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Fostering a culture of passion and productivity in ECP teams
3:00 PM - 4:30 PM
Wed Jan 16, 2019
Champions VI & VII (Classroom - Max Capacity: 70)

Description
Authors:
David Moulton (LANL); Elaine Raybourn (SNL)

Abstract:
The session will explore techniques for fostering a culture of passion and productivity in ECP teams. It will be divided into two sections:

* Guided small group exercises addressing cultural challenges (60 minutes) * Panel discussion to recap exercises and address context in ECP projects (30 minutes)

In the first part, the participants will be divided into small groups of 3-5 people, and each will be assigned a panel member as a dedicated facilitator. We anticipate ~5-6 panel members/facilitators from successful ECP teams and projects, and so are targeting 5-6 groups. This approach is motivated by the successful and really fun Collaborative Design Challenge workshop that Moulton coordinated with a Stanford d.school alumnus for the Cyberinfrastructure Working Groups in the Office of Biological and Environmental Research (BER). There will be 4-6 exercises used in this session that draw on both exercises from this previous workshop, as well as exercises contributed by the facilitators. For example, we will start with exercises that set the stage for communication and active listening, and highlight how simple habits can foster brainstorming, collaboration and critical thinking, or destroy it. We will explore ways to ensure equal participation in team meetings, even from shy or naturally quiet team members. Finally, we'll explore the dual view of our software as component and application, and hence, how it is viewed by developers and stakeholders.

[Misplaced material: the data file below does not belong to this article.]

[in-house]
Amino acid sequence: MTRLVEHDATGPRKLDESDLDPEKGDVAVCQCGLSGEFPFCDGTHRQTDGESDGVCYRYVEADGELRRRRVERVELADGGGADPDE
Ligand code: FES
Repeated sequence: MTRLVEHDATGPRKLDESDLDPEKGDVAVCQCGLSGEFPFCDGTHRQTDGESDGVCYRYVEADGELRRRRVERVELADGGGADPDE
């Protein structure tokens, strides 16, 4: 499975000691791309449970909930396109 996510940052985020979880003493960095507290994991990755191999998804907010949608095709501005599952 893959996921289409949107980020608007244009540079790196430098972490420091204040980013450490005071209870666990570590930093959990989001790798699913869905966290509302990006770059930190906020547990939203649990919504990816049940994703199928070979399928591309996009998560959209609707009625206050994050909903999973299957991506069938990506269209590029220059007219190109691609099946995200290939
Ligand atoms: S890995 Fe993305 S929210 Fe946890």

After the exercises we'll bring the facilitators will move to the front to form a panel for discussion and wrap up. We'll discuss the exercises, comparing and contrasting between the small groups, and focusing on what people feel they learned and how they could apply it to their current teams or projects. We'll then explore what aspects of the lessons learned would help small teams work more effectively in the interdisciplinary team-of-teams setting

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